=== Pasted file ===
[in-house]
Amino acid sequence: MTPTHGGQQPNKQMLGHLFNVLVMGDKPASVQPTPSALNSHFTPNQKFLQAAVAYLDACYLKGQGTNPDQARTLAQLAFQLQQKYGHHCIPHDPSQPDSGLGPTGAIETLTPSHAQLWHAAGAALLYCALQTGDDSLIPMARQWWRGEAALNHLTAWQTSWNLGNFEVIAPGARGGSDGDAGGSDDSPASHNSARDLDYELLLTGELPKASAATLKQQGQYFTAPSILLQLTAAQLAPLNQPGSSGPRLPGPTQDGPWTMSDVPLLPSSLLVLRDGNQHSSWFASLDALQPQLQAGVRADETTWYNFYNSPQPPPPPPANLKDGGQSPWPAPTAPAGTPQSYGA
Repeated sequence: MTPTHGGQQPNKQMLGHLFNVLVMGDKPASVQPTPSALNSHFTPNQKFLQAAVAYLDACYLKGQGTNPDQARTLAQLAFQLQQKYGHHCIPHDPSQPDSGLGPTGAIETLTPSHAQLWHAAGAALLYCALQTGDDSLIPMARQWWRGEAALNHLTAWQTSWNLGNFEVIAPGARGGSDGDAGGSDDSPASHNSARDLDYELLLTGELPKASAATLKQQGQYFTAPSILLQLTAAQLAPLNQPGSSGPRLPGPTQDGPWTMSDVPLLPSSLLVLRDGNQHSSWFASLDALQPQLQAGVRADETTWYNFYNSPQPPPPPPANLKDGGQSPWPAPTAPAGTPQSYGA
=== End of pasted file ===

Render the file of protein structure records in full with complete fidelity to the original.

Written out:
[in-house]
Amino acid sequence: MTPTHGGQQPNKQMLGHLFNVLVMGDKPASVQPTPSALNSHFTPNQKFLQAAVAYLDACYLKGQGTNPDQARTLAQLAFQLQQKYGHHCIPHDPSQPDSGLGPTGAIETLTPSHAQLWHAAGAALLYCALQTGDDSLIPMARQWWRGEAALNHLTAWQTSWNLGNFEVIAPGARGGSDGDAGGSDDSPASHNSARDLDYELLLTGELPKASAATLKQQGQYFTAPSILLQLTAAQLAPLNQPGSSGPRLPGPTQDGPWTMSDVPLLPSSLLVLRDGNQHSSWFASLDALQPQLQAGVRADETTWYNFYNSPQPPPPPPANLKDGGQSPWPAPTAPAGTPQSYGA
Repeated sequence: MTPTHGGQQPNKQMLGHLFNVLVMGDKPASVQPTPSALNSHFTPNQKFLQAAVAYLDACYLKGQGTNPDQARTLAQLAFQLQQKYGHHCIPHDPSQPDSGLGPTGAIETLTPSHAQLWHAAGAALLYCALQTGDDSLIPMARQWWRGEAALNHLTAWQTSWNLGNFEVIAPGARGGSDGDAGGSDDSPASHNSARDLDYELLLTGELPKASAATLKQQGQYFTAPSILLQLTAAQLAPLNQPGSSGPRLPGPTQDGPWTMSDVPLLPSSLLVLRDGNQHSSWFASLDALQPQLQAGVRADETTWYNFYNSPQPPPPPPANLKDGGQSPWPAPTAPAGTPQSYGA